An Illegitimate Election in Ukraine

It is unclear if even Russia will recognize the results of the vote, which Kiev and most Western leaders have condemned.

Dmitry Lovetsky/AP

Alexander Zakharchenko, a 38-year-old mining electrician, won an illegitimate election in pro-Russian separatist controlled Ukraine this weekend. The election was held to determine a leader of the Donetsk People's Republic, however, the militant separatist group is not recognized as a legitimate power by the Ukrainian government. President Petro Poroshenko refers to them primarily as a terrorist group. In addition to being carried out by an unrecognized rebel organization, the election violated a September 5th ceasefire agreement that was signed by not only Ukraine and the separatists, but also by Russia.

Though the separatists believe the election will allow them to break eastern Ukraine away from the west, and exert political control over the area, officials in Kiev will not recognize the election or Zakharchenko's reign. The Ukrainian government referred to the vote as "rogue" and believes it was encouraged by Russian officials, who have long been accused of funding and controlling separatist actions in Ukraine. Poroshenko said the election was a "farce that is being conducted under the threat of tanks and guns."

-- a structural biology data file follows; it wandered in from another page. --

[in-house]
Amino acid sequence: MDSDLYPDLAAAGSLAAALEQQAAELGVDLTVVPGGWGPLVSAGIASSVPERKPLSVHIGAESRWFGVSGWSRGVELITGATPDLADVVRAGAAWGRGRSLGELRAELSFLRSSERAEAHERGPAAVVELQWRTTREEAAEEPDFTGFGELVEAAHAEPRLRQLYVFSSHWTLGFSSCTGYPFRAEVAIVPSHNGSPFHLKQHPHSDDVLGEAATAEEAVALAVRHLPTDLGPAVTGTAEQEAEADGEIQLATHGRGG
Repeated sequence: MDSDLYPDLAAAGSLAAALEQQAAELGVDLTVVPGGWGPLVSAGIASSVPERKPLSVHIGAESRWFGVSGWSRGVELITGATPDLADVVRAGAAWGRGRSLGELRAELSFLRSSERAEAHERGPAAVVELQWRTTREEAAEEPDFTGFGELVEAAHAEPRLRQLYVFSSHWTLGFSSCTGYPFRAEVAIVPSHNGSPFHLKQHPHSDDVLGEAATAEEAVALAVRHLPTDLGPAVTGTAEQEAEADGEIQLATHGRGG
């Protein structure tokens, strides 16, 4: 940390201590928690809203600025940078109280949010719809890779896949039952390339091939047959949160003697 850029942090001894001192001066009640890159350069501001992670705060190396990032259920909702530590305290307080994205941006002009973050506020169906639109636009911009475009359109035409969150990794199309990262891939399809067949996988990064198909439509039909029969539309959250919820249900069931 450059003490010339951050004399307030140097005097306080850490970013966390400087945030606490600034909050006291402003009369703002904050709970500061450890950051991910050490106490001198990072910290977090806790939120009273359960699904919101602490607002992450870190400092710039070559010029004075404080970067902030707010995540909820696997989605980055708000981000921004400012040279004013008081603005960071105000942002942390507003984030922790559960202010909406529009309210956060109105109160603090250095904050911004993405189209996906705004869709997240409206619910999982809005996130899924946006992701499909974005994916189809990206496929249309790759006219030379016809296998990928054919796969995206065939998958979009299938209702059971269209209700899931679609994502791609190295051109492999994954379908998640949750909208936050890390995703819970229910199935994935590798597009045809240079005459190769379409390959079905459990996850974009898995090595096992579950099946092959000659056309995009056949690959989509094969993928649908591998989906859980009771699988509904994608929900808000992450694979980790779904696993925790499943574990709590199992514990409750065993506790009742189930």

It is even unclear if Russia will recognize the results of the vote, Reuters reported. "A Russian deputy foreign minister, in an initial reaction, made no mention of formal recognition but said the newly elected leadership in eastern Ukraine had been given a mandate to negotiate with Kiev." It is extremely unlikely the western world will recognize the election. German Chancellor Angela Merkel reportedly believes it is "incomprehensible" for "official Russian voices" to recognize the vote. European Union foreign affairs leader Federica Mogherini called the election "a new obstacle on the path towards peace in Ukraine."

As for Zakharchenko, he won almost 80 percent of the vote. His campaign compared Donbass area coal deposits to United Arab Emirates oil reserves and promised lucrative stipends to pensioners. After he won, he told reporters, "Ukraine does not want peace, as it claims. Obviously it is playing a double game."

During a formal parliamentary election held by the Ukrainian government last week, 30 out of 450 parliamentary seats remained vacant, which were meant to belong to Crimean and Donbass officials. Kiev has scheduled local elections in the region for December 7, which the White House called "the only legitimate local election in eastern Ukraine."